Could An Obscure Compound In Olives Prevent Diabetes?

Could An Obscure Compound In Olives Prevent Diabetes?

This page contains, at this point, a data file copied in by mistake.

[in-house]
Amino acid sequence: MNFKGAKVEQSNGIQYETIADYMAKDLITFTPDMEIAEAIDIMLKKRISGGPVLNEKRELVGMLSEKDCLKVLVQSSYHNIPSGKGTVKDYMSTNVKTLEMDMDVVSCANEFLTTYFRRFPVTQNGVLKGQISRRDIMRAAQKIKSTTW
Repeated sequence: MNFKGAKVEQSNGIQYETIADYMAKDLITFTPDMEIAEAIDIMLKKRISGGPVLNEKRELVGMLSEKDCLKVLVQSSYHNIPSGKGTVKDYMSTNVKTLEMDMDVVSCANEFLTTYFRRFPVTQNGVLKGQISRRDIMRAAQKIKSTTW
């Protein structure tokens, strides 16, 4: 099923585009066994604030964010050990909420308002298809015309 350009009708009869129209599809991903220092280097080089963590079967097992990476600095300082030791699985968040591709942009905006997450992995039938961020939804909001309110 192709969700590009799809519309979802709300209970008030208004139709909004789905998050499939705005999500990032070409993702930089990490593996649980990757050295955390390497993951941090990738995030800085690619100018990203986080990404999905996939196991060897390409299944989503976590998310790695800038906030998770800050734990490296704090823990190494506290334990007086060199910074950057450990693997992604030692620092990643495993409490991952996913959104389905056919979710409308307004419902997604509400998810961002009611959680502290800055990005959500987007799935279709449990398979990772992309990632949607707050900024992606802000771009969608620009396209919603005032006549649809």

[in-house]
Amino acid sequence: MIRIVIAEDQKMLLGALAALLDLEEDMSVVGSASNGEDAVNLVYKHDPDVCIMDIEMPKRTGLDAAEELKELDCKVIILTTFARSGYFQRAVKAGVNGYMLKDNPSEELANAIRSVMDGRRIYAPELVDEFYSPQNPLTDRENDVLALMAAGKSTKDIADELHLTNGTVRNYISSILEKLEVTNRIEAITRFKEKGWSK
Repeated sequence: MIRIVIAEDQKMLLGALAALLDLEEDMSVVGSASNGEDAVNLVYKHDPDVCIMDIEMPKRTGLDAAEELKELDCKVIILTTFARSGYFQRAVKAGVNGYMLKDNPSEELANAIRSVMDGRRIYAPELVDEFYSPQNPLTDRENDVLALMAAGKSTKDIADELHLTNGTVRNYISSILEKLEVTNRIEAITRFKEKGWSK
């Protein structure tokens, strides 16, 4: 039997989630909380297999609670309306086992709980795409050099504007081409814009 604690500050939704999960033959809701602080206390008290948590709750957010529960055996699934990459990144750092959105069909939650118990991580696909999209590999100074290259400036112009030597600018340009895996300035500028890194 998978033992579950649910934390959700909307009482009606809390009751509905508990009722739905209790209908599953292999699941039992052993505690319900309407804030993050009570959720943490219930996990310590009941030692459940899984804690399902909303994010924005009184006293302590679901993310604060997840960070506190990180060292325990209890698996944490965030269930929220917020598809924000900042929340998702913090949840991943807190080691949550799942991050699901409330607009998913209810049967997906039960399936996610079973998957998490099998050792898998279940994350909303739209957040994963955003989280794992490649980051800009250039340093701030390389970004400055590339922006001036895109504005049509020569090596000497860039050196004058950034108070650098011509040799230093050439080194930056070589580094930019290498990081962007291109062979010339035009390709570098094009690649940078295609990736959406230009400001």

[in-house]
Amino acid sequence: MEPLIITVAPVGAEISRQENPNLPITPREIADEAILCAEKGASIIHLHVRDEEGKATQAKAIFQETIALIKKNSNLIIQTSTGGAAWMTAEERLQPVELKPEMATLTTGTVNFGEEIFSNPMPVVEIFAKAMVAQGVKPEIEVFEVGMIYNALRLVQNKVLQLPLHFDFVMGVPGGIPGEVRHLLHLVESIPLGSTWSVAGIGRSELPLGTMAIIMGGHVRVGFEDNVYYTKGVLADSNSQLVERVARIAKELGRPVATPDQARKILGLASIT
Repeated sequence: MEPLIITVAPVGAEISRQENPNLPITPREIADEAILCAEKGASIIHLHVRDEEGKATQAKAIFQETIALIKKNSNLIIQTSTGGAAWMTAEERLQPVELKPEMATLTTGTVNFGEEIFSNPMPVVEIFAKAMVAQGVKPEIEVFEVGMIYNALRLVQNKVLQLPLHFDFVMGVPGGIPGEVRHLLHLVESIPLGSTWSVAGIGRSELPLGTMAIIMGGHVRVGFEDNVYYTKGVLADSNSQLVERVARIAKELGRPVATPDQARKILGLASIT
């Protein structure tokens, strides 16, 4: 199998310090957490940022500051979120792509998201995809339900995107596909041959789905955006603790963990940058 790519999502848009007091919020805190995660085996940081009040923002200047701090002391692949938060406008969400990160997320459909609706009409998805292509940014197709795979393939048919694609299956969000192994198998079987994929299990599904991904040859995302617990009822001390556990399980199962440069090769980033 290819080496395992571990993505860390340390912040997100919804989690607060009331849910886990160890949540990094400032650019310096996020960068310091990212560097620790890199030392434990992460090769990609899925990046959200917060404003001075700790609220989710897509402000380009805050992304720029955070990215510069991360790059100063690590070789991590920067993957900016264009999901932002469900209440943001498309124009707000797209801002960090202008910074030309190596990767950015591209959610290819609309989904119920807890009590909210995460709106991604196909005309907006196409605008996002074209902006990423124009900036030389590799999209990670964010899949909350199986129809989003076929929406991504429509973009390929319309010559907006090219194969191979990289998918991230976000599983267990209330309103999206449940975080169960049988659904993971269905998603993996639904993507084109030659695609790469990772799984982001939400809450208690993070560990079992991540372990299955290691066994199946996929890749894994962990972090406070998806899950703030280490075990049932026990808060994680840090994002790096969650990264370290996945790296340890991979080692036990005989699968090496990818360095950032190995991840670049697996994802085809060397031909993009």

Even since the Mediterranean diet came on the scene in the 80s, theres been a fascination with olive oil. Its long been suspected that something in olives may be one of the reasons that the diet works to reduce heart attacks. Now new research suggests that an obscure compound may be one of the key factors. The Power Compound Found in Olives: Oleuropein Oleuropein is the olives most potent polyphenol (powerful antioxidants that fight cell stress and are believed to have many health benefits) and can be found in the leaves, oil, and the olive itself. Polyphenolsalso found in other food sources, such green and black teas, red wines, dark chocolate, cloves, blueberries, and nutsare believed to prevent risk factors that cause certain chronic diseases , such as cardiovascular diseases and cancer. Polyphenols have also been credited with helping to control blood-sugar spikes that can cause diabetes, and a new study now supports this as it suggests that the oleuropein in olives may increase insulin secretion, potentially useful in diabetes prevention. Oleuropein has been shown in research to have many health benefits, such as antioxidant effects that may prevent heart disease, anti-inflammatory properties that decrease inflammatory agents in the blood and may protect against bone loss, and antitumor effects that may protect against some cancers (e.g., colon and breast) particularly when included in a Mediterranean diet (which includes olives and olive oils). Additional connections to the health benefits of oleuropein include protection against certain bacteria and viruses as well as protective benefits to our neurons, or nerve cells and so much more. Ill review the new study on oleuropein in a moment, but, first, lets look at insulin and its role in the human body. We may be m Continue reading >>